The Outdoor Poet: Marcia Adams

Pulley Line

I like to take the dress off the line,
the heat still in it. — Robin Behn

My mother took great pride in how she hung her laundry
on the never-ending pulley line that stretched
from the corner of our back porch across a steep hillside
to the trunk of a tall sugar pine. Always in the same order
white muslin sheets, pastel bath towels, my father’s lumberjack
work clothes, her house dresses, my school and play togs,
pajamas and finally, our underwear beginning with Daddy’s
white briefs and ending with my collection of colored panties,
the days of the week machine-stitched over the right hip.
And when she reeled the line toward her wicker basket
at the end of a windswept afternoon, the smells
of buttercups and manzanita mingled with oak and pine
in an indelible perfume that permeates all my memories
of her standing on that wooden porch, arms raised
as if she held the universe at her command.


The area below the forest canopy. . .
due to little light, some learn to live, others fall

Walk with me into a Mokelumne wilderness
where I can show you how to love even
the surprising scent of mountain misery.

We will explore a natural Calaveras stand
of dry snags and saw timber, learn to decipher
heartwood rings, the understory of old skulls.

Listen close for the ghosts of long gone lumber
jacks, soft shift whistles from Wilseyville’s mill,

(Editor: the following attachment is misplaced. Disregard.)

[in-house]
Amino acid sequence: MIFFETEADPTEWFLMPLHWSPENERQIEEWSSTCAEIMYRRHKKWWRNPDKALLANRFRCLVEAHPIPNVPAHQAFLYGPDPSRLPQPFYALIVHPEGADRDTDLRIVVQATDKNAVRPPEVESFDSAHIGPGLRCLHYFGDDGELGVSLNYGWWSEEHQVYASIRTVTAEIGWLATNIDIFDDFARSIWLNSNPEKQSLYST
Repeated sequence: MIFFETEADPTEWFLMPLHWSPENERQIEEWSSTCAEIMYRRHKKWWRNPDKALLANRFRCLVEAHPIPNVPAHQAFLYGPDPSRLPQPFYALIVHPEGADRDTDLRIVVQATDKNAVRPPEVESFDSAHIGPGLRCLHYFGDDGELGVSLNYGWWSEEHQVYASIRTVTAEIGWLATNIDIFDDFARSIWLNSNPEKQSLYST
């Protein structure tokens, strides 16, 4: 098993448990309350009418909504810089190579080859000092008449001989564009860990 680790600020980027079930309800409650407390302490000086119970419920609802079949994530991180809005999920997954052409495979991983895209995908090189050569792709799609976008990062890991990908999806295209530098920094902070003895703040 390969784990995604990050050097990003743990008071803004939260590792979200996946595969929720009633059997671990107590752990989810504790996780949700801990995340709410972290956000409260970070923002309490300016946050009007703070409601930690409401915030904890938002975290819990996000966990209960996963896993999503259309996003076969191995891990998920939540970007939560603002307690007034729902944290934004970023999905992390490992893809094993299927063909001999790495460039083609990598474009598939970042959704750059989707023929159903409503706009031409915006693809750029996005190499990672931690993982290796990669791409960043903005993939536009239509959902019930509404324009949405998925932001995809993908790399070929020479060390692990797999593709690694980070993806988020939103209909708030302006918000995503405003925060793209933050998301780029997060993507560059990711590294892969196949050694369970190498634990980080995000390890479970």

as snow thaw water rushes down the Licking Fork.

Imagine Blue Mountain’s base all ablaze in buttercups,
a wizened coyote shape shifter full of strange old stories
about this upper story women who fell for him.


His name was Ivanhoe
and they called him Dave
his eyes seem blue
and his hair maybe red
although its hard to tell
what’s real in old sepias
they know it was rabbit blood
smeared on his Oldsmobile
left on a Sacramento levee
and those who still ache
tell terrible stories
about how his father
found him in Idaho hiding
dragged him back to face
babies, bankruptcy trials
and a temporary widow
turned into unforgiving
divorcee hell-bent on never
speaking his name aloud
and when he snagged himself
under a fall log while fishing
on the Klamath in 1923
my mother lost a little girl’s
daddy she insists to this day
was a good and loving man.

About The WriterMarcia Adams lives in Santa Cruz, where she is one of the founding members of Poetry Santa Cruz. She writes frequently about her family of California pioneers and her upbringing in a Sierra Nevada lumber camp. Her work is published in a number of anthologies including Manzanita: Poetry and Prose of the Mother Lode and Sierra.

The Outdoor Poet is edited by Robert Sward, author of numerous books of poetry including, most recently, New and Selected Poems: 1957-2011 (Red Hen Press). He lives on the Westside with his wife, the artist Gloria Alford, and a poodle mix named Cosette. Participation in The Outdoor Poet is by invitation.

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